Lastly, there is the topic of future adjustments. This could be a maintenance, refactoring, bug-fixing, or any other programming related activity that requires the React component’s props typing to be touched. Because this approach requires no external dependencies and everything in one place, being able to understand the existing code and making changes becomes very straightforward. No matter whether types need to be changed, removed, or added, they can just be typed as is without having to reference external resources.

The main drawback to this approach is its redundancy. All of the prop types are always repeated in every component’s props typing. Every prop is redefined using the most basic constructions, like primitive types. This is the equivalent of not reusing any variables in your JavaScript code and always instantiating them from scratch again. This introduces a lot of repeated code and redundancy, which has a snowballing negative effect on readability.

Another drawback is the lack of context and information about the relationships between typings. This applies to all the types in a React codebase, not only the component’s props typing. But it does directly affect them. This is a direct consequence of the redundancy in the TypeScript code that was just discussed. This lack of context and information about relationships between typings can be detrimental to future work. Not only does it affect the readability, but it also actively hinders future maintenance, refactoring, and bug-fixing.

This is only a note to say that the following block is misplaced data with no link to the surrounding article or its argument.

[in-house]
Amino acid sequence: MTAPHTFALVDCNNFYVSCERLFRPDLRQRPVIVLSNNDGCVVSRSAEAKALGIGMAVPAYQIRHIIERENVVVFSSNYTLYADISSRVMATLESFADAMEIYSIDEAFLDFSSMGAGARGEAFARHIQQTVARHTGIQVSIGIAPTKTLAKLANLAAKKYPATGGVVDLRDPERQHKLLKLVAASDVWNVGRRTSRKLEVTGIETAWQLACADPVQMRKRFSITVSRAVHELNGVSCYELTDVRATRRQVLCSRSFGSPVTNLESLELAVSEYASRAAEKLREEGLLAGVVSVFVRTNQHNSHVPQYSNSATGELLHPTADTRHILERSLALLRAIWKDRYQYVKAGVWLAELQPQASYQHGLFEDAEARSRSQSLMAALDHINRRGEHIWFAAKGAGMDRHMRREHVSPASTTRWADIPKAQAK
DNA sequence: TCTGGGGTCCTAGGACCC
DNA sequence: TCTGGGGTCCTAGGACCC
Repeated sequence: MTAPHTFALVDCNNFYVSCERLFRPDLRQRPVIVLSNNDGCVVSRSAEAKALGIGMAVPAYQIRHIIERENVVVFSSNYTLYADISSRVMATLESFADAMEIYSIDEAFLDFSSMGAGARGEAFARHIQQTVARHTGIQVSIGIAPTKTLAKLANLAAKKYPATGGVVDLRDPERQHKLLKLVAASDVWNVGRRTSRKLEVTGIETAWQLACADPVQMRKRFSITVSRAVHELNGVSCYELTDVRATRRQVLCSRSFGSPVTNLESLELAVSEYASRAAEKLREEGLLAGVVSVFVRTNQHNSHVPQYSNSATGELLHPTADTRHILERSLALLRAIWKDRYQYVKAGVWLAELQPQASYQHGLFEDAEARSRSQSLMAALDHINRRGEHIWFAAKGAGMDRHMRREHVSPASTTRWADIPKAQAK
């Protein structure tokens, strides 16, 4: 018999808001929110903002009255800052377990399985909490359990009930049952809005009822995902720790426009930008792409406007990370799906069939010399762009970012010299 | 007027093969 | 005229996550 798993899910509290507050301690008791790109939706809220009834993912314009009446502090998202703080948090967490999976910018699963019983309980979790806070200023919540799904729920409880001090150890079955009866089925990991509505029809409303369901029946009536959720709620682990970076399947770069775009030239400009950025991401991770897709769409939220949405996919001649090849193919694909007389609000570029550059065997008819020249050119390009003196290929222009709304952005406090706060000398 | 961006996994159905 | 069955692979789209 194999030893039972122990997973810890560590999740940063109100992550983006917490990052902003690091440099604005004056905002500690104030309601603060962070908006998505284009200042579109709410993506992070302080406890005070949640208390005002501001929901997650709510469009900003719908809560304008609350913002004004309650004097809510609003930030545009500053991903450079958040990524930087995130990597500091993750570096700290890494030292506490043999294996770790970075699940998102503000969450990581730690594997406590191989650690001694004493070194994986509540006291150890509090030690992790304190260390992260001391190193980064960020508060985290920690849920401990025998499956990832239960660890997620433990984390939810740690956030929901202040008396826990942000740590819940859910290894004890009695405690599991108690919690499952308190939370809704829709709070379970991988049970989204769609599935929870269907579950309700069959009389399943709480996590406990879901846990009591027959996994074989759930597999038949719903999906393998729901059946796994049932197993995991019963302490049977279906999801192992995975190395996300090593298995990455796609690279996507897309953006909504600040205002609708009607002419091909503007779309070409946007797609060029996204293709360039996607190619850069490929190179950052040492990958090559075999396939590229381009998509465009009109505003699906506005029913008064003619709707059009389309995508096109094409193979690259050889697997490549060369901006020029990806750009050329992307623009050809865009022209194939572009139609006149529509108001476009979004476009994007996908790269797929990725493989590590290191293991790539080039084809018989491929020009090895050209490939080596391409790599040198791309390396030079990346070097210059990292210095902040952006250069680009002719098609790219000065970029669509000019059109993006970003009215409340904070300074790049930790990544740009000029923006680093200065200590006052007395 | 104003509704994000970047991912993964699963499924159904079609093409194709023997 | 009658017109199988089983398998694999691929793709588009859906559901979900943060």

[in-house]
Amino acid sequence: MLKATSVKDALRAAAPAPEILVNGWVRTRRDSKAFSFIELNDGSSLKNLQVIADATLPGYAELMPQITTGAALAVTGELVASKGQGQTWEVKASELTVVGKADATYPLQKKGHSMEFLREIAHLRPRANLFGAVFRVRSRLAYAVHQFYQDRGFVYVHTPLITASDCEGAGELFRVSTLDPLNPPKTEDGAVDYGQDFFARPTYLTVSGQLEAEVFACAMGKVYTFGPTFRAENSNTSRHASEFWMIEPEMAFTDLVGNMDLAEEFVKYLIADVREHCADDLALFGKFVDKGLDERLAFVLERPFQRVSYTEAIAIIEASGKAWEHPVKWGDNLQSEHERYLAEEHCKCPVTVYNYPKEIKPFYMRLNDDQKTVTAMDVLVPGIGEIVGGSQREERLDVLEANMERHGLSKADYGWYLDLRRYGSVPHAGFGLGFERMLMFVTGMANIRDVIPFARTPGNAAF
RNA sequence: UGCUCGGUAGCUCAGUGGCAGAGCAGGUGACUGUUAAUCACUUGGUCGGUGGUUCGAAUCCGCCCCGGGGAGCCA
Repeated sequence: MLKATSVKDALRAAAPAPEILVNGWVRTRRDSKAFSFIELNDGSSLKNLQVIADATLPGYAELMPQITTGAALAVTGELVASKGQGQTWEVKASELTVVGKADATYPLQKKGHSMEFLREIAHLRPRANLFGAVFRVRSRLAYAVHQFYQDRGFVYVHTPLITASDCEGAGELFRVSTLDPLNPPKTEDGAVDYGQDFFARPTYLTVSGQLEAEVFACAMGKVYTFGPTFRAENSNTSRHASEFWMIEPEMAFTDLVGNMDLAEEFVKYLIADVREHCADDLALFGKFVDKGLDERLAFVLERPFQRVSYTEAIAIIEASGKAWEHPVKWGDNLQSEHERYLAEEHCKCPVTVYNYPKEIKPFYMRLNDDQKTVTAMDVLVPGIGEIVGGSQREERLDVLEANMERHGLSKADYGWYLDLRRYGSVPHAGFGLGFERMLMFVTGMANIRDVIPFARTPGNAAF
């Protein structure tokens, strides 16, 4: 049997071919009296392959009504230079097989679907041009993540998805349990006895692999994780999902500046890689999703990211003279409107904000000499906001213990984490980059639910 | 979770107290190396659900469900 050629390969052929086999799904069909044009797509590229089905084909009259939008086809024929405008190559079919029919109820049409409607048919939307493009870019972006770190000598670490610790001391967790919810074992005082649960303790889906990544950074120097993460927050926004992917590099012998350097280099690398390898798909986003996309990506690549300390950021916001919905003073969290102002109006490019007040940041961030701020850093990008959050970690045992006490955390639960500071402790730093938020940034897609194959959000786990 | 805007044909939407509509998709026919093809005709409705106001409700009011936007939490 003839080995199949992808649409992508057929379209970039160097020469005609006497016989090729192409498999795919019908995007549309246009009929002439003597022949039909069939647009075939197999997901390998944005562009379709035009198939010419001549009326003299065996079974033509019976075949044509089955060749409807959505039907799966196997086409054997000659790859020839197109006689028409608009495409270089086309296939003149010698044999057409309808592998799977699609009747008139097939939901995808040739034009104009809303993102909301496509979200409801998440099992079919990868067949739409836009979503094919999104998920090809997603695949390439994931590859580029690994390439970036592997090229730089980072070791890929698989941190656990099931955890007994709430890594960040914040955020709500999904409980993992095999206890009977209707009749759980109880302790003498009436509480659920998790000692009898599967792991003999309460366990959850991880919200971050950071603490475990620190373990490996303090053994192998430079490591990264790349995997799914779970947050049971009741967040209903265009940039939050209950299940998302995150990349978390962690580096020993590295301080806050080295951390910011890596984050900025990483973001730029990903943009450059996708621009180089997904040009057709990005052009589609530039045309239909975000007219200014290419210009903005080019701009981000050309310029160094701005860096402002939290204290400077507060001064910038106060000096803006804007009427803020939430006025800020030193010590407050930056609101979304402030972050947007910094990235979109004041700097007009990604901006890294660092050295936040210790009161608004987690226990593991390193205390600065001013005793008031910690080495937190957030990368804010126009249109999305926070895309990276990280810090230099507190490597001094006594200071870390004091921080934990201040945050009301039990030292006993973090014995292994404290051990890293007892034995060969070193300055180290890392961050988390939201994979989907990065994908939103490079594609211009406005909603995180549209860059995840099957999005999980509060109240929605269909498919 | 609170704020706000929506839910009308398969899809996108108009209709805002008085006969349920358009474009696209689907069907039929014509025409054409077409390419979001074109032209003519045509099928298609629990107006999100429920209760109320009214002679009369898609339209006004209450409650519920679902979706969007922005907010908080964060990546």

Summary

  • ✅ Typing is always explicit.
  • ✅ Reader never needs additional resources, typings, or files to understand the prop types.
  • ✅ Future adjustments are straightforward.
  • ⛔ All of the typing is repeated.
  • ⛔ No context or information about relationships between typings.
  • ⛔ Typings needs to be adjusted by all users if the original typing changes.

Reference The Original Object Types

Another approach to implementing your React components’ props typing is by referencing the original object types. This is very similar to writing out prop type on its own, as every prop name is still individually defined. But instead of doing the same for the types, they are reused as much as possible from the original object types if they exist. In general, this would look as follows:

type ArticleCardProps = {
	coverImageUrl?: Article["coverImageUrl"];
  title: Article["title"];
  subtitle: Article["subtitle"];
  size: "small" | "medium" | "large";
};

The main advantage to implementing the component’s props typing using this approach is that we’re reusing the typings of the original object types. This explicitly establishes a connection between the newly created typings and the original object. Having this information about the relationships between typings isn’t only beneficial for future development related activities, but also for readability as it makes it easier to understand the context of the React code.